What's in YOUR product?
10 Synthetic Ingredients Commonly Found in Personal Care Products
and Why You Should Avoid Them
by Carrie Falotico

What you don't know could be hurting you. If you are using body products that are widely available in most department, drug, and grocery stores, chances are they contain at least one-but more likely several-ingredients that can potentially harm you. Even most of the so-called "natural" body care products out there contain at least one synthetic ingredient. What's the big deal? Well, those of us who seek out natural body care products do so because we are concerned about our health and about adding additional toxins to our bodies that are constantly exposed to various environmental pollutants daily. And it is difficult to find true, 100% completely natural body care products. You have to be a diligent label reader to filter through everything that is out there. To help you on this quest, I've assembled a list of synthetic ingredients commonly found in most body care products, and why they should be avoided.

1. Methyl, Propyl, Butyl and Ethyl Parabens: Probably the most common synthetic ingredients found even in so-called "natural" products are these chemicals broadly referred to as "parabens". Considered "food grade" preservatives, they are also unfortunately found in products we consume. They are typically used as preservatives to inhibit the growth of microbes and to extend the shelf life of products. Parabens are known to cause various allergic reactions and skin irritations and rashes, especially with prolonged or repeated exposure.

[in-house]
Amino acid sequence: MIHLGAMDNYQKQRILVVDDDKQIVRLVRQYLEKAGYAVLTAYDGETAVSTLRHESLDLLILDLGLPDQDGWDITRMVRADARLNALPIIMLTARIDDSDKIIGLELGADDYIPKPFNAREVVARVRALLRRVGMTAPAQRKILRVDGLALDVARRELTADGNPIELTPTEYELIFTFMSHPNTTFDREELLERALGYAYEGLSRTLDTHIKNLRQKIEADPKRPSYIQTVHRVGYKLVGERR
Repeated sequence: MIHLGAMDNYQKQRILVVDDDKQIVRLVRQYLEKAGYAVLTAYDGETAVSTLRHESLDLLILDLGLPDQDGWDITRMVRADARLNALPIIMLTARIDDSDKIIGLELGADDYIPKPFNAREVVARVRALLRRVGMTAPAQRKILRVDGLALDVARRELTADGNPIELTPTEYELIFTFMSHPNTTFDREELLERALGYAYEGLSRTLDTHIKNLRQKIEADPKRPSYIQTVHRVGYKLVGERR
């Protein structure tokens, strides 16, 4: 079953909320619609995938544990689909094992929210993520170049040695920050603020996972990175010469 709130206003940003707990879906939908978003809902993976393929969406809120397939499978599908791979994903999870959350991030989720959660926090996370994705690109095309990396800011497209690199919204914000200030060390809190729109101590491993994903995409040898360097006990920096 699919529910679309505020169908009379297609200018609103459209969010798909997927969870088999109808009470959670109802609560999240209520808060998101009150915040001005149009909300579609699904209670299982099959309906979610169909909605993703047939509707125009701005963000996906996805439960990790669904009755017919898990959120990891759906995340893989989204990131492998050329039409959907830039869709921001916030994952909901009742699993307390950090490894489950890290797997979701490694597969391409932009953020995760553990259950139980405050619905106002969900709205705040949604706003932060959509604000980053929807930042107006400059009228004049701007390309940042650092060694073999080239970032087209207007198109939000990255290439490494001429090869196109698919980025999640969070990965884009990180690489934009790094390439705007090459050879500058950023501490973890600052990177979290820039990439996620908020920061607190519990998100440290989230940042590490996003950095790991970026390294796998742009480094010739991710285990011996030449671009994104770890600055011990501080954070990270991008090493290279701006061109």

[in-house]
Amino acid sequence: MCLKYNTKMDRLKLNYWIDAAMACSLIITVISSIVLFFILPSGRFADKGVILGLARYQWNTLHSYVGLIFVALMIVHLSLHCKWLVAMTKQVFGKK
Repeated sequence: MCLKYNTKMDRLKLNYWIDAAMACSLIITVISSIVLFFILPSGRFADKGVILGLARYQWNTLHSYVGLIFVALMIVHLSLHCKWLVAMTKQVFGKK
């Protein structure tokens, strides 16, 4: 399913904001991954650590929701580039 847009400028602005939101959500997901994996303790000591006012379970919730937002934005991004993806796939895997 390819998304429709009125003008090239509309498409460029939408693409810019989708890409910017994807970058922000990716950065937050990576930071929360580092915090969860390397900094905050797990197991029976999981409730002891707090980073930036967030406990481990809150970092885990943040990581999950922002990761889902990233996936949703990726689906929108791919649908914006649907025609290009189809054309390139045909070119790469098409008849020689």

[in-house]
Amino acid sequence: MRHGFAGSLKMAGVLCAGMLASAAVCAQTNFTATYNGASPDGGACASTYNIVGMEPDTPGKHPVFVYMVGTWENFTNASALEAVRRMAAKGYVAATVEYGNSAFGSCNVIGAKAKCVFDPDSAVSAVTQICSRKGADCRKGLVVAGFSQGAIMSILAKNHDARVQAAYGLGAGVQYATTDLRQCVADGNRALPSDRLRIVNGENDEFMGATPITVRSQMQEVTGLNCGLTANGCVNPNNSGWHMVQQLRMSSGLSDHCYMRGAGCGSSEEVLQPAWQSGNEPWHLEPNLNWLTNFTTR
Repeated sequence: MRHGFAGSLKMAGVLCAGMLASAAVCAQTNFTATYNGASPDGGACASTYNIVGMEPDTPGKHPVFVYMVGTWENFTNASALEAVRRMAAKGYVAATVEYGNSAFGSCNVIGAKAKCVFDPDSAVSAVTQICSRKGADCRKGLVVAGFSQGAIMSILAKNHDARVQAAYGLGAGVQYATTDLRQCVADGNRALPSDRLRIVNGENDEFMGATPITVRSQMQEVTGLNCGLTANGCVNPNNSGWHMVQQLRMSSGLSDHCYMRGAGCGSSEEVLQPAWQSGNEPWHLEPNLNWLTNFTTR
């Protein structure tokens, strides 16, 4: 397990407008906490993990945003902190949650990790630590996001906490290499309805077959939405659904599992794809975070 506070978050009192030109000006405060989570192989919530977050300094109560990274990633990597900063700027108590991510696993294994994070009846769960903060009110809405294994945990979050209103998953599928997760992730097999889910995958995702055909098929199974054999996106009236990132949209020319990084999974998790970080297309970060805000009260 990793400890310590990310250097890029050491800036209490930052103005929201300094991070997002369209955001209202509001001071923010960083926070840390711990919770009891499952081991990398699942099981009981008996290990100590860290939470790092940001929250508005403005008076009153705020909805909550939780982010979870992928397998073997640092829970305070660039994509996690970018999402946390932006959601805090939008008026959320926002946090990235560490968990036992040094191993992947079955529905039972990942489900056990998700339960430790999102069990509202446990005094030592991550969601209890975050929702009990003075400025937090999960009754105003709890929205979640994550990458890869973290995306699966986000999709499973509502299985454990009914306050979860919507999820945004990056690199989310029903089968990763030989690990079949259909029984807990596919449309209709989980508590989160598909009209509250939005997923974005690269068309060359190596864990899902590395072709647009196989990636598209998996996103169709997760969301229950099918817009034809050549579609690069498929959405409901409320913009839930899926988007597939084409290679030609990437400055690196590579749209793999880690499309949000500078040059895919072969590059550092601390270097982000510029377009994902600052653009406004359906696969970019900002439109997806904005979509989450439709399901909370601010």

2. Sodium Lauryl Sulfate: Also known as Sodium laurel sulfate or SLS. This synthetic substance can be found in almost any kind of industrial cleaning agent, and is widely used in products like shampoo, toothpaste, and mouth rinses as a foaming and cleansing agent, because it produces the foamy, bubbly texture we have come to expect of these products. It causes irritation on contact with skin, eyes, and mucous membranes, and can cause allergic reactions. Tests on lab animals indicate that long-term exposure may cause mutagenic effects. SLS is rapidly absorbed and retained in the eyes, brain, heart, and liver, which may result in harmful long-term effects. Some pseudo-natural products containing this substance try to mislead the consumer with the phrase "derived from coconut", but don't be fooled.